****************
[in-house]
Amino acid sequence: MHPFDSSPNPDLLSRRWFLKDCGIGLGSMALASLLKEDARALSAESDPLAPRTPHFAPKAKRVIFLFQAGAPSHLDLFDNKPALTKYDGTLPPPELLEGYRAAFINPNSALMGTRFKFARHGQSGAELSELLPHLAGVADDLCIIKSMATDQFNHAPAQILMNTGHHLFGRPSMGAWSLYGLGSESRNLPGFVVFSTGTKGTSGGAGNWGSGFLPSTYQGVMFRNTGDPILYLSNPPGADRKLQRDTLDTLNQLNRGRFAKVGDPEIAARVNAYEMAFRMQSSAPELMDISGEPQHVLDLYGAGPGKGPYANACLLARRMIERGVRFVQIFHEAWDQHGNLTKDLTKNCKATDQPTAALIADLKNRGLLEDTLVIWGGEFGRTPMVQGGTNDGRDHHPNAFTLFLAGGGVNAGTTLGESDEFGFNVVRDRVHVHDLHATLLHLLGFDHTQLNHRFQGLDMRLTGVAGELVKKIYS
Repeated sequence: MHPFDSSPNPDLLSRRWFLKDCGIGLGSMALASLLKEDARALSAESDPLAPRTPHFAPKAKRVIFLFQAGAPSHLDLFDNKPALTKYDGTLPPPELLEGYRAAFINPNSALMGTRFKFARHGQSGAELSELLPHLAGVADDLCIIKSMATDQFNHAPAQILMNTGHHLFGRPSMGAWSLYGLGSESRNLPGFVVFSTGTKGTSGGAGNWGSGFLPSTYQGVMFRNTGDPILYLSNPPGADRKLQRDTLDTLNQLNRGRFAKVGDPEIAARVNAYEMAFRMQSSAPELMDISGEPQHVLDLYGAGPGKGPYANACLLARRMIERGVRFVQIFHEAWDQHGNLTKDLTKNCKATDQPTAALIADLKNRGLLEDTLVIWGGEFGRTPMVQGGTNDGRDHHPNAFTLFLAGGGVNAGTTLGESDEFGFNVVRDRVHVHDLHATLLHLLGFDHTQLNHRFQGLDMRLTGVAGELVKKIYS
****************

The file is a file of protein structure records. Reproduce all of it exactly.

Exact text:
[in-house]
Amino acid sequence: MHPFDSSPNPDLLSRRWFLKDCGIGLGSMALASLLKEDARALSAESDPLAPRTPHFAPKAKRVIFLFQAGAPSHLDLFDNKPALTKYDGTLPPPELLEGYRAAFINPNSALMGTRFKFARHGQSGAELSELLPHLAGVADDLCIIKSMATDQFNHAPAQILMNTGHHLFGRPSMGAWSLYGLGSESRNLPGFVVFSTGTKGTSGGAGNWGSGFLPSTYQGVMFRNTGDPILYLSNPPGADRKLQRDTLDTLNQLNRGRFAKVGDPEIAARVNAYEMAFRMQSSAPELMDISGEPQHVLDLYGAGPGKGPYANACLLARRMIERGVRFVQIFHEAWDQHGNLTKDLTKNCKATDQPTAALIADLKNRGLLEDTLVIWGGEFGRTPMVQGGTNDGRDHHPNAFTLFLAGGGVNAGTTLGESDEFGFNVVRDRVHVHDLHATLLHLLGFDHTQLNHRFQGLDMRLTGVAGELVKKIYS
Repeated sequence: MHPFDSSPNPDLLSRRWFLKDCGIGLGSMALASLLKEDARALSAESDPLAPRTPHFAPKAKRVIFLFQAGAPSHLDLFDNKPALTKYDGTLPPPELLEGYRAAFINPNSALMGTRFKFARHGQSGAELSELLPHLAGVADDLCIIKSMATDQFNHAPAQILMNTGHHLFGRPSMGAWSLYGLGSESRNLPGFVVFSTGTKGTSGGAGNWGSGFLPSTYQGVMFRNTGDPILYLSNPPGADRKLQRDTLDTLNQLNRGRFAKVGDPEIAARVNAYEMAFRMQSSAPELMDISGEPQHVLDLYGAGPGKGPYANACLLARRMIERGVRFVQIFHEAWDQHGNLTKDLTKNCKATDQPTAALIADLKNRGLLEDTLVIWGGEFGRTPMVQGGTNDGRDHHPNAFTLFLAGGGVNAGTTLGESDEFGFNVVRDRVHVHDLHATLLHLLGFDHTQLNHRFQGLDMRLTGVAGELVKKIYS